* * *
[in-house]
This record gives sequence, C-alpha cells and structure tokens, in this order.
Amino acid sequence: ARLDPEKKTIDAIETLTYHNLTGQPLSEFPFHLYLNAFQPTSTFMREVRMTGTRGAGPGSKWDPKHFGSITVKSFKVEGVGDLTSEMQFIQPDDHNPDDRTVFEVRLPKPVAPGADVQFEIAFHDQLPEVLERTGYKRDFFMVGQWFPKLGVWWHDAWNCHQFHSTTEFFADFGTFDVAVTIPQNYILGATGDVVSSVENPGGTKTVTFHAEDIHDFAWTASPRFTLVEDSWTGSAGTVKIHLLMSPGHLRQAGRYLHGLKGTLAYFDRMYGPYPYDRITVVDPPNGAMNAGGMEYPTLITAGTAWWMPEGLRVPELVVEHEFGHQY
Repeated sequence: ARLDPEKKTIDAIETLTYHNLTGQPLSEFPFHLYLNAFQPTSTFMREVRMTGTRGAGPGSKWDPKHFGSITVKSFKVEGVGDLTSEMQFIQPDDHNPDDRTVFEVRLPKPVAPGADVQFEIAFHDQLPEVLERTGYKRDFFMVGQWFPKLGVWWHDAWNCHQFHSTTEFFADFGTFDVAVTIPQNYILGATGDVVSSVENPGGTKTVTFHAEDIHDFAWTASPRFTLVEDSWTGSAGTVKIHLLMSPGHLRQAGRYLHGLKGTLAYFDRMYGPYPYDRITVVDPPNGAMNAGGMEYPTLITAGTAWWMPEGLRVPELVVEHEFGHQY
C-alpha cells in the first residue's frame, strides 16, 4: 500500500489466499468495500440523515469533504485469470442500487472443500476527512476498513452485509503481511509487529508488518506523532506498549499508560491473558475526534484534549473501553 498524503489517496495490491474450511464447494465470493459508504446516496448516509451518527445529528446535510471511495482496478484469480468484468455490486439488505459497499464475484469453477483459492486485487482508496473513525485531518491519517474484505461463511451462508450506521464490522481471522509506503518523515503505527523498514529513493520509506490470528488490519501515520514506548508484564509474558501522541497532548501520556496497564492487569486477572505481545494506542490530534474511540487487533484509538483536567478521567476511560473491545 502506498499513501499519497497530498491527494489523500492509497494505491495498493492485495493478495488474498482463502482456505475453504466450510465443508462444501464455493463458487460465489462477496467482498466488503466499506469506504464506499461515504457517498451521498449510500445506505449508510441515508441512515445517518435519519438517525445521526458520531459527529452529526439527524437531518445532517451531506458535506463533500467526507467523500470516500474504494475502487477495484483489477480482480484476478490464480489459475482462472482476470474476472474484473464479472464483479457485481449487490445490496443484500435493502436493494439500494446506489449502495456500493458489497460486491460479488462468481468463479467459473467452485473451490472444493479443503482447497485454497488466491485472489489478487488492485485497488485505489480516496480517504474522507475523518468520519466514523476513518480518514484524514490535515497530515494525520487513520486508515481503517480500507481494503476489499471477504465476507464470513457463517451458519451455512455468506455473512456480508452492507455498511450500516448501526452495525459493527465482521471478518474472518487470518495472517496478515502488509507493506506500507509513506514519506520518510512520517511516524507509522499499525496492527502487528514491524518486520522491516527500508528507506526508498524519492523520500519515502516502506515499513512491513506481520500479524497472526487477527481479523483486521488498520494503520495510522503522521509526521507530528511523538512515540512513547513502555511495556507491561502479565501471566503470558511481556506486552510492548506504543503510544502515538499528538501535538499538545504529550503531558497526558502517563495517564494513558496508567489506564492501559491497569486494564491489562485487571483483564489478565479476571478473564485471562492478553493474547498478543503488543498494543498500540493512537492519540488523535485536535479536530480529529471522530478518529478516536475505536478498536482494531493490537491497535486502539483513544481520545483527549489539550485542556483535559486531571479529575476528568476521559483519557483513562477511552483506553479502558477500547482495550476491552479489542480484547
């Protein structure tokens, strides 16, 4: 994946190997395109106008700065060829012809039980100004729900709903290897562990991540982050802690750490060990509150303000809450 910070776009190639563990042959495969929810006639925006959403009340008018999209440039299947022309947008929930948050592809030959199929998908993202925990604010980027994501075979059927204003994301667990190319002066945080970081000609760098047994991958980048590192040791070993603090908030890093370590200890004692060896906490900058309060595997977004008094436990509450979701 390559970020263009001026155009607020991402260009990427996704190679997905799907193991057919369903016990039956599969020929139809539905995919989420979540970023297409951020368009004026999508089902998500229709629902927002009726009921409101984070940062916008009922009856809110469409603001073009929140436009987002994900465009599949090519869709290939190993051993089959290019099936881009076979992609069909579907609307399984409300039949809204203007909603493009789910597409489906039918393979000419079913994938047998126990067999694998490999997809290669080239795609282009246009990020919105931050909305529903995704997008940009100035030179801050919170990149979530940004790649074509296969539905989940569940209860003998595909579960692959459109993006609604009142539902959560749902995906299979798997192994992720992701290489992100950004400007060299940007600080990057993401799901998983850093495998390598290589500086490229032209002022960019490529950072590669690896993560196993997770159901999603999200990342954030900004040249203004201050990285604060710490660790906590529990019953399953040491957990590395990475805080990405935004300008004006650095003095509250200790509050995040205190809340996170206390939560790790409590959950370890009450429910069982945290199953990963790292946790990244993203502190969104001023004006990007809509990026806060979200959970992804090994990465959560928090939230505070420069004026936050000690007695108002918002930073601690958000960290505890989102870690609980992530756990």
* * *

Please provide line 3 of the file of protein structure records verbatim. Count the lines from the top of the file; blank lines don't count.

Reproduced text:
Amino acid sequence: ARLDPEKKTIDAIETLTYHNLTGQPLSEFPFHLYLNAFQPTSTFMREVRMTGTRGAGPGSKWDPKHFGSITVKSFKVEGVGDLTSEMQFIQPDDHNPDDRTVFEVRLPKPVAPGADVQFEIAFHDQLPEVLERTGYKRDFFMVGQWFPKLGVWWHDAWNCHQFHSTTEFFADFGTFDVAVTIPQNYILGATGDVVSSVENPGGTKTVTFHAEDIHDFAWTASPRFTLVEDSWTGSAGTVKIHLLMSPGHLRQAGRYLHGLKGTLAYFDRMYGPYPYDRITVVDPPNGAMNAGGMEYPTLITAGTAWWMPEGLRVPELVVEHEFGHQY